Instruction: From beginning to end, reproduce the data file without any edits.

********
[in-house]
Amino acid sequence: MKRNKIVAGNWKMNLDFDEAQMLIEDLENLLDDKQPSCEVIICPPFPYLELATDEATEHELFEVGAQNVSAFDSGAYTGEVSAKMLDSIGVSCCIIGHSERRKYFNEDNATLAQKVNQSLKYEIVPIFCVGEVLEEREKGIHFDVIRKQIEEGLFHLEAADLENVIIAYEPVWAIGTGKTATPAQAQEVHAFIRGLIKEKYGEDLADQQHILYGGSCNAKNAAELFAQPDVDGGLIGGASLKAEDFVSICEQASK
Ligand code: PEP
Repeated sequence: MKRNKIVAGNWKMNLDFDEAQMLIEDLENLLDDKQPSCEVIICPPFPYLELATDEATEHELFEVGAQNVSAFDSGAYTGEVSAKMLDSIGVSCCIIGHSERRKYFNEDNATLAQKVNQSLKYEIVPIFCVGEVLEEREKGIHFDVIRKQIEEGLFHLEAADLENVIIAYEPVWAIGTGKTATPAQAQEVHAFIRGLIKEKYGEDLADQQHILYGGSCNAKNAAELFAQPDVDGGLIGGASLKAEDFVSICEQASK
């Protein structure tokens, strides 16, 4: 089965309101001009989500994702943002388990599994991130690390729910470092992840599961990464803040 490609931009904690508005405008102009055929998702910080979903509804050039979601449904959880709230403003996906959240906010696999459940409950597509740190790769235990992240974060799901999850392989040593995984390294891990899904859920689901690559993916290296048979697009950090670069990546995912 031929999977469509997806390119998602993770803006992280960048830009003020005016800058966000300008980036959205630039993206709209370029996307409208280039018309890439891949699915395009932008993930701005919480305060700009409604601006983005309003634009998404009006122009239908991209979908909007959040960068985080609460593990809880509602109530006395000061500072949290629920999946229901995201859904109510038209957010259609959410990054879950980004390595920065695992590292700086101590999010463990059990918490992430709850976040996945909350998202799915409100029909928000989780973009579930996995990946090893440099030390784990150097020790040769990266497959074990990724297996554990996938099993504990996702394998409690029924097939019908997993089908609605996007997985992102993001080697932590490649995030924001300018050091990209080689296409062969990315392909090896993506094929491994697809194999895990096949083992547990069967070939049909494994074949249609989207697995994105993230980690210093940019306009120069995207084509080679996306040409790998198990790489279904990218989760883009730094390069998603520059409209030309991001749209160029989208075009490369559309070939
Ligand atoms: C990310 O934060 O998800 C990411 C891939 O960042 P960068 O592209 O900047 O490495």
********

[in-house]
Amino acid sequence: MKRNKIVAGNWKMNLDFDEAQMLIEDLENLLDDKQPSCEVIICPPFPYLELATDEATEHELFEVGAQNVSAFDSGAYTGEVSAKMLDSIGVSCCIIGHSERRKYFNEDNATLAQKVNQSLKYEIVPIFCVGEVLEEREKGIHFDVIRKQIEEGLFHLEAADLENVIIAYEPVWAIGTGKTATPAQAQEVHAFIRGLIKEKYGEDLADQQHILYGGSCNAKNAAELFAQPDVDGGLIGGASLKAEDFVSICEQASK
Ligand code: PEP
Repeated sequence: MKRNKIVAGNWKMNLDFDEAQMLIEDLENLLDDKQPSCEVIICPPFPYLELATDEATEHELFEVGAQNVSAFDSGAYTGEVSAKMLDSIGVSCCIIGHSERRKYFNEDNATLAQKVNQSLKYEIVPIFCVGEVLEEREKGIHFDVIRKQIEEGLFHLEAADLENVIIAYEPVWAIGTGKTATPAQAQEVHAFIRGLIKEKYGEDLADQQHILYGGSCNAKNAAELFAQPDVDGGLIGGASLKAEDFVSICEQASK
């Protein structure tokens, strides 16, 4: 089965309101001009989500994702943002388990599994991130690390729910470092992840599961990464803040 490609931009904690508005405008102009055929998702910080979903509804050039979601449904959880709230403003996906959240906010696999459940409950597509740190790769235990992240974060799901999850392989040593995984390294891990899904859920689901690559993916290296048979697009950090670069990546995912 031929999977469509997806390119998602993770803006992280960048830009003020005016800058966000300008980036959205630039993206709209370029996307409208280039018309890439891949699915395009932008993930701005919480305060700009409604601006983005309003634009998404009006122009239908991209979908909007959040960068985080609460593990809880509602109530006395000061500072949290629920999946229901995201859904109510038209957010259609959410990054879950980004390595920065695992590292700086101590999010463990059990918490992430709850976040996945909350998202799915409100029909928000989780973009579930996995990946090893440099030390784990150097020790040769990266497959074990990724297996554990996938099993504990996702394998409690029924097939019908997993089908609605996007997985992102993001080697932590490649995030924001300018050091990209080689296409062969990315392909090896993506094929491994697809194999895990096949083992547990069967070939049909494994074949249609989207697995994105993230980690210093940019306009120069995207084509080679996306040409790998198990790489279904990218989760883009730094390069998603520059409209030309991001749209160029989208075009490369559309070939
Ligand atoms: C990310 O934060 O998800 C990411 C891939 O960042 P960068 O592209 O900047 O490495």